• The whole family benefits when caregivers take care of themselves.
  • Self care—such as yoga class, coffee dates with friends—is not selfish. It is critical for your physical and emotional wellbeing.
  • Connecting with other parents is a great way to reduce isolation, and symptoms of depression.

Here are some ways to make sure you stay connected with the other grownups in your lives:

  • Plan a monthly date night with your spouse.
  • Attend “Baby & Me” classes to meet other parents, such as story and music times at the local libraries, Dancing Weasel Toy Store, Adventure! Children’s Museum.
  • Join a parenting support and education program, such as Parenting Now!
  • Reach out to neighbors, family and friends.

“Perfect Parent” Trap

In today’s world of perfectly posed Instagram pics and overwhelming Pinterest posts on nursery color schemes, party planning and freezer meals, it’s easy to fall into the “Perfect Parent” Trap where we think we will “perfectly” parent our “perfect” children 100% of the time—and never make a mistake.

The reality is that parenting is tough, and the sooner you accept that you will make mistakes, the more open you’ll be to learning from these experiences.  Learn to laugh when you can—you’ll forget your “parenting fails” quicker than you expect!

“Martyr” Trap

Along the same lines of the “For the Sake of the Children,” parents who feel like they must sacrifice their whole self in order to raise happy children, exhaust themselves quickly under the “Martyr” Trap. Taking time for yourself is crucial, as is caring for your physical and mental health. Even if childcare is lacking, there are little things you can do in your day that make a big difference:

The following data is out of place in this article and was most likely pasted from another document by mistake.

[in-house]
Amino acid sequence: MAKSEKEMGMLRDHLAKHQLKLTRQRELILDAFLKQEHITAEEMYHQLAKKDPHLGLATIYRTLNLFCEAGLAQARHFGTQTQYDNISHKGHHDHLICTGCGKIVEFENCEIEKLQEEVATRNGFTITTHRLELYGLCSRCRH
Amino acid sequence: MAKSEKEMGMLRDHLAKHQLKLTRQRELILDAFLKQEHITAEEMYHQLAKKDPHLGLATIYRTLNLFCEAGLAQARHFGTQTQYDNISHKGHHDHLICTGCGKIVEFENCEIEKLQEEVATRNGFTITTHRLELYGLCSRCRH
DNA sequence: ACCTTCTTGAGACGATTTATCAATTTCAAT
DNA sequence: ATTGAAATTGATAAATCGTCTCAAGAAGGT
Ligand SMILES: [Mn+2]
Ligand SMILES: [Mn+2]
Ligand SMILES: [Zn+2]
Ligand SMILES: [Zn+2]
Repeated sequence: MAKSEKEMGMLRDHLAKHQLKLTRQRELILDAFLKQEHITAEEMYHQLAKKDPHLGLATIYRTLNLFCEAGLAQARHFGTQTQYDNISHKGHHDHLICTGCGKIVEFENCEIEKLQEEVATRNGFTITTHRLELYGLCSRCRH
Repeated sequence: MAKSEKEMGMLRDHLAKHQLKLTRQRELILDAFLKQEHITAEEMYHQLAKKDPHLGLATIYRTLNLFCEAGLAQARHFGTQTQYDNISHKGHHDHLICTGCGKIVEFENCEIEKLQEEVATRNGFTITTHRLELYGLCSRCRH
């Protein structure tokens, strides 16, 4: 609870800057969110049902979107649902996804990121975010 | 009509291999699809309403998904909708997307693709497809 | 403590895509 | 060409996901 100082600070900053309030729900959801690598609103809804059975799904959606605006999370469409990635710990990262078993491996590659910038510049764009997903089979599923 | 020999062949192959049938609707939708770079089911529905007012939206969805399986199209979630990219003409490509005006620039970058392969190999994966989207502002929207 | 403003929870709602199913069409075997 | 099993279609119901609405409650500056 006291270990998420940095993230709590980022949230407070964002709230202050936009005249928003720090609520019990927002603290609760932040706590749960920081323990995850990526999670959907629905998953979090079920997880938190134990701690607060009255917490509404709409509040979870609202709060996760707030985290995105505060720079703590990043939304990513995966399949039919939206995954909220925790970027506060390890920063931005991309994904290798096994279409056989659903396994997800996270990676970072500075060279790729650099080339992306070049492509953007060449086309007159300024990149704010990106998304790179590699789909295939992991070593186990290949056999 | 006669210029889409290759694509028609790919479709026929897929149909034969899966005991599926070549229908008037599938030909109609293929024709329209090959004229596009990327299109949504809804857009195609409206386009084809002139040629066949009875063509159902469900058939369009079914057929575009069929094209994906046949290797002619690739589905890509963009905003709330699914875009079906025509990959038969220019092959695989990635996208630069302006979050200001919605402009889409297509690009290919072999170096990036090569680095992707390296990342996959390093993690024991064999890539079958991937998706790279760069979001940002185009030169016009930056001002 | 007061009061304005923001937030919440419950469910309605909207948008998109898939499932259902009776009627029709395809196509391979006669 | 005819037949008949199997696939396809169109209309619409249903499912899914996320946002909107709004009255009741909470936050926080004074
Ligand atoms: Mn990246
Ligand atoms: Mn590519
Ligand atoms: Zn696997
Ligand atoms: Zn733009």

• Take a walk every day for the exercise and open air. Even when it’s cold outside, bundle everyone up and get moving!
  • Skip the processed snacks for high-protein snacks like cheese sticks or fresh fruit and veggies.
  • Join a parenting group to meet other parents and build your community.

Expand Your Parenting Knowledge

If “knowledge is power,” just recognizing what traps we fall into can go a long way in helping us to identify other ways to parent.

When a little more support is needed, there are local resources to help:

Parenting Now!: Offers a variety of parenting groups led by parenting educators, as well as feeding support groups and drop-in playtimes.

Relief Nursery: Wide variety of services for families, including mental health and counseling services, therapeutic early childhood program, and outreach and crisis intervention.

Triple P Online: Available through LaneKids for Trillium families, the Positive Parenting Program is an online learning program designed for parents of children up to 12-years old.


This article is brought to you by Parenting Now! Parenting Educators and authors Amanda Bedortha, Claire Davis and Lynne Swartz and consultant Jay Thompson (andupdatemywebsite.com).  Parenting Now! is passionate about happy, healthy families. For more information about Parenting Now! please visit their website (https://parentingnow.org/) or contact us at info@parentingnow.org

Triple P – Positive Parenting Program